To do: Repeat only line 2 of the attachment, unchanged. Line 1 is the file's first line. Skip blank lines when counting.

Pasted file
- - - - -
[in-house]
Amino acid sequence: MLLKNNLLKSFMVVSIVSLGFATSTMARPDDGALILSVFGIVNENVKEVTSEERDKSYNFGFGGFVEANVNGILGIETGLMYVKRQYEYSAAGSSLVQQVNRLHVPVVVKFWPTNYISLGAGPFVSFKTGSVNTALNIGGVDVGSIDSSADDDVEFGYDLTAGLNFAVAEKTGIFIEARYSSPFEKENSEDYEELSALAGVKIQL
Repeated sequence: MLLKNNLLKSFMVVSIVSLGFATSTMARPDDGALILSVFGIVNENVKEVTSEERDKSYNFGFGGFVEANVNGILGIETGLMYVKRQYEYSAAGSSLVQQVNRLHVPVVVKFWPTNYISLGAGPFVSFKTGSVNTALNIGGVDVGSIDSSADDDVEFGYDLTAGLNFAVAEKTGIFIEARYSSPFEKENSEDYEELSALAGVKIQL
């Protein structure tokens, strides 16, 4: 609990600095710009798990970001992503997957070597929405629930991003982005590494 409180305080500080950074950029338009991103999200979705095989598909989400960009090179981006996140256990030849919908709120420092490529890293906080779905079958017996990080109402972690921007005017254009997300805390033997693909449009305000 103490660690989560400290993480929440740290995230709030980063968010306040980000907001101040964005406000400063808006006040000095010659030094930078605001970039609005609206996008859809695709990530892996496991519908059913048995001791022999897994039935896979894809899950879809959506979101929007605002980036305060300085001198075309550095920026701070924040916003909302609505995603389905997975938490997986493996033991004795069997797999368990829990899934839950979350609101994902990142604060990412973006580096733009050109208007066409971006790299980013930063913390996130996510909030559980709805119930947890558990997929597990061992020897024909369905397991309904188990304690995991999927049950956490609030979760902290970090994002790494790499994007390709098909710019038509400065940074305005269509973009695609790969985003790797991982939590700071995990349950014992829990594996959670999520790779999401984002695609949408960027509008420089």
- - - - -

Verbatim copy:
Amino acid sequence: MLLKNNLLKSFMVVSIVSLGFATSTMARPDDGALILSVFGIVNENVKEVTSEERDKSYNFGFGGFVEANVNGILGIETGLMYVKRQYEYSAAGSSLVQQVNRLHVPVVVKFWPTNYISLGAGPFVSFKTGSVNTALNIGGVDVGSIDSSADDDVEFGYDLTAGLNFAVAEKTGIFIEARYSSPFEKENSEDYEELSALAGVKIQL